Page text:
Luxury house CHLOÉ unveiled its Fall Winter 2023 Collection, that pays tribute to the 17th-century Baroque painter Artemisia Gentileschi, on March 2nd, during the ongoing Paris Fashion Week. Creative director Gabriela Hearst explores the imperative need for women’s stories and their contributions to society to be heard, so they can play a leading role in the race to find climate solutions. Although climate change impacts everyone, women and girls are disproportionately affected – four out of five people displaced by climate change are women. Hearst presented a new way to structuring her Chloé collections as chapters – each dedicated to a pioneering climate solution. The first chapter FW22 looked at the planet’s proven intrinsic ability to rehabilitate itself, the second chapter SS23 explored the potential for clean energy to wean people off fossil fuels, and now chapter three FW23 focuses on climate success and the urgent need to champion women as leaders.
FALL WINTER 2023.24 WOMENSWEAR COLLECTIONS
The collection was inspired by the work of Italian Baroque painter Artemisia Gentileschi (1593 – 1653), who overcame a range of societal and personal struggles, and became one of the most accomplished seventeenth-century artists. Even though Gentileschi lived at a time when women’s bodies and choices were strongly regulated, she managed to subvert the norms of the time and use her art and voice to advocate for women. One of the biggest inspiration for this season’s collection was Gentileschi’s painting Esther before Ahasuerus that shows the biblical heroine Esther going before Ahasuerus to beg him to spare her people. The Book of Esther is transposed onto dresses and bags as a graphic, multicoloured, tapestry, and is also reimagined in black and brown contrast embroideries on a leather skirt and matching jacket. To capture the feminine power of Artemisia’s paintings and her steely conviction, the brand used Renaissance-inspired silhouettes, innovative fabrications and unexpected materials.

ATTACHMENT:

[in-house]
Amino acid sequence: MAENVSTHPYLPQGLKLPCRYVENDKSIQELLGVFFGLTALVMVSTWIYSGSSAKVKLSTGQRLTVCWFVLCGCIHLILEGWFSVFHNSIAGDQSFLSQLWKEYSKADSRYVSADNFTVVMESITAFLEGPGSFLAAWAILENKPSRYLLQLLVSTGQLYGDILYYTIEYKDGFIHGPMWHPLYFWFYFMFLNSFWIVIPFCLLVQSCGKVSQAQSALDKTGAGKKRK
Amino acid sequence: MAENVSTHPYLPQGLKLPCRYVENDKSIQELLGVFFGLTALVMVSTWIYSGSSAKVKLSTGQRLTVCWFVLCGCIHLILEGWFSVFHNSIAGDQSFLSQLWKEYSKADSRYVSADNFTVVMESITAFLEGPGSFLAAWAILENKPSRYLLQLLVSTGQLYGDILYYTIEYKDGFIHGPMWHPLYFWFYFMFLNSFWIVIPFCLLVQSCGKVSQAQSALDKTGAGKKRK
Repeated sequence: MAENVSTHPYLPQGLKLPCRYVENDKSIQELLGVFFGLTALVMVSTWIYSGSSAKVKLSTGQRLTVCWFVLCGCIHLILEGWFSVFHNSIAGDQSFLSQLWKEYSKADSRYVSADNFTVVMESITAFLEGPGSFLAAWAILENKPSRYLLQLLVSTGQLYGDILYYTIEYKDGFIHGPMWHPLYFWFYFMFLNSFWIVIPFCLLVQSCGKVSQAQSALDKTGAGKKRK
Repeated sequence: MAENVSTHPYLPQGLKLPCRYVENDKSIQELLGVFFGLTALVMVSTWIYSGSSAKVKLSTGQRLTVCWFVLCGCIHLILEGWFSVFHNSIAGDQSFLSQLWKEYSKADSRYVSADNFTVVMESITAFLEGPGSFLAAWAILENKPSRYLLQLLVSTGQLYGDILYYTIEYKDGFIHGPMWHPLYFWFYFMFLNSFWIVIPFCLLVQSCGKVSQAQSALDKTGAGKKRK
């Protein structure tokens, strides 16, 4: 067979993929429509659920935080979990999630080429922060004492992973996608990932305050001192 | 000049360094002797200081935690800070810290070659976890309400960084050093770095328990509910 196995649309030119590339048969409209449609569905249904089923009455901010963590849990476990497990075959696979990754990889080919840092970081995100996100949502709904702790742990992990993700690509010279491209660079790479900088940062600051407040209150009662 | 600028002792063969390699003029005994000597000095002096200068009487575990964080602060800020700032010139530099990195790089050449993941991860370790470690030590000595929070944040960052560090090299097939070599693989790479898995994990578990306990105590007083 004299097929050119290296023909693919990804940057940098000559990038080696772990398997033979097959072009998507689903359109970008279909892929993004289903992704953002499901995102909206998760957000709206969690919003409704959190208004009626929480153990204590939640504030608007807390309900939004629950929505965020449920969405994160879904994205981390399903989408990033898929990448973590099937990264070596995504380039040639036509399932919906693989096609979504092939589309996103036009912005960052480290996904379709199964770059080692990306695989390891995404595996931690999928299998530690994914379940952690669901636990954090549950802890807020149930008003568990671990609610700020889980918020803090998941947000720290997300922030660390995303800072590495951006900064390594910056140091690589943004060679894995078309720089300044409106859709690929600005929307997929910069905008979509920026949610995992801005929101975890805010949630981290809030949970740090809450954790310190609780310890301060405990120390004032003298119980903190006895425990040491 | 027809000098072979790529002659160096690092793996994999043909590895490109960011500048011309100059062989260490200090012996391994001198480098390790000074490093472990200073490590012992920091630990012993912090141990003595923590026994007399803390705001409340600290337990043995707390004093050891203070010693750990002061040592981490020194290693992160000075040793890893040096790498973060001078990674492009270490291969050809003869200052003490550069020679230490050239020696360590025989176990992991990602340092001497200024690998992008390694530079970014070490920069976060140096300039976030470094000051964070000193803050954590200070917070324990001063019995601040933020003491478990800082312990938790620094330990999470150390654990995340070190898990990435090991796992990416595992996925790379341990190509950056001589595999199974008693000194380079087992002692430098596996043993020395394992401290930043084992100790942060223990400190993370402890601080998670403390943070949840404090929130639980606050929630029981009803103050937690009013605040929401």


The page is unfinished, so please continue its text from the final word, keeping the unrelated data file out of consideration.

“A puffer cape coat with ruching along the seams is made from recycled nylon. An off-the-shoulder dress cut above the knee with bishop sleeves is cut from Nappa leather – a modernist, graphic take on the Renaissance. The use of black and white contrasting fabrics accentuates the heart-shaped waists and high necklines of dresses, imbuing these historic references with a contemporary aesthetic. Lower-impact wool gauze—a Chloé pillar fabric—delivers a subtle statement of feminine power with its ethereal quality and is used in a range of garments including capes and long dresses. Renaissance architecture inspired a multitude of fabrications that demonstrate the Maison’s savoir-faire. A dégradé pattern of black satin diamonds is handappliquéd onto wool. A graphic material made from thin strips of black, white and yellow fabric is sewn together by our partners Akanjo and is used for coats. Trousers are assiduously constructed from intricate lattice formations of handinserted leather braids and pintucks. The boundaries of fabric development has been explored. New lace techniques have been developed for a figure-hugging dress to give it stretch and ease for the active woman. An oversized cape dress is knitted from a cashmere and silk ‘faux fur’. The panelling of dresses with horizontal and vertical lines is based on crinoline pattern pieces but engineered on the knitting machine to introduce a sense of Chloé flou and femininity into the knitwear.” – from Chloé